In a lightly wooded area next to a running path. In a stranger’s bathroom. One hundred meters from the finish line.

These are just a few of the places runners we talked to have admitted to, well, crapping out, during a run. And we don’t mean figuratively: Yep, we’re talking about poop.

Harrison Glotman, 25, a 2014 New York City Marathon finisher, was training in an unfamiliar neightborhood when he realized he had to go, stat. Realizing his options were either drop a deuce on a residential lawn or go door-to-door and ask strangers to have mercy on his bowels, Glotman chose the latter. Luckily, the owner of the first house he tried took puty on him and offered him his bathroom.

Not all stories end with a flush, though. Kyle Simmons, 27, a 100-mile ultra marathoner, learned this the hard way at the Krispy Kreme Challenge, North Carolina’s premiere doughnut-eating race (yes, you read that right). After accidentally fertilizing his pants, he withdrew from the course in shame.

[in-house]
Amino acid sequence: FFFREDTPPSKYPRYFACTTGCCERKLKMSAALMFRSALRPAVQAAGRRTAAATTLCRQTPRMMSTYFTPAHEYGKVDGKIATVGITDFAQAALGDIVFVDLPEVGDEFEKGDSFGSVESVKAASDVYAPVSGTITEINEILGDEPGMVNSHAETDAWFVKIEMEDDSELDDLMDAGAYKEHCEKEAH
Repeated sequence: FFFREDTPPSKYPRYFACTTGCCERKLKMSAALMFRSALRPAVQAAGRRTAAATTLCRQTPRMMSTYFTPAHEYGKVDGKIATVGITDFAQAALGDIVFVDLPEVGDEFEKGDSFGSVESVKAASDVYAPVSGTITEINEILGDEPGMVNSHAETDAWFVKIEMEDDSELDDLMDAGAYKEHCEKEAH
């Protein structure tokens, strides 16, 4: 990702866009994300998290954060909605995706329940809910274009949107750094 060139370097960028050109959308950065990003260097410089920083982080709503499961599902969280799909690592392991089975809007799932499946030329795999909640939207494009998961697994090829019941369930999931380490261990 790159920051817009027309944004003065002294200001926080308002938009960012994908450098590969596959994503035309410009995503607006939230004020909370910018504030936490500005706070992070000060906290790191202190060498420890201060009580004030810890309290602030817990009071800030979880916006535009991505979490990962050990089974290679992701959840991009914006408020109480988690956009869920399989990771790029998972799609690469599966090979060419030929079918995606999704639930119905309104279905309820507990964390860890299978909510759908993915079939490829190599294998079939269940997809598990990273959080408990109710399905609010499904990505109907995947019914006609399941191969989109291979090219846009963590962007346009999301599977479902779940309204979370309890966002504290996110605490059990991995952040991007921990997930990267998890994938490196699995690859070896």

The Science Behind Our Bathroom Behavior

Yeah, it’s an awkward topic. (Go ahead and get out your giggles.) But anyone who runs or exercises regularly knows that unpredictable bowel movements are just part of the sport. They can come quickly and without warning, slowly and painfully, or sometimes not at all.

So what’s really going on? Put simply, working out increases movement in your gastrointestinal tract, says Jeff Crespin M.D., a gasteroenterologist. “When you exercise, there’s more stimulation, which increases upper gastric motility,” Crespin says. “This carries over to the lower gastrointestinal (GI) tract.” Translation: The more you moved, the more you poop.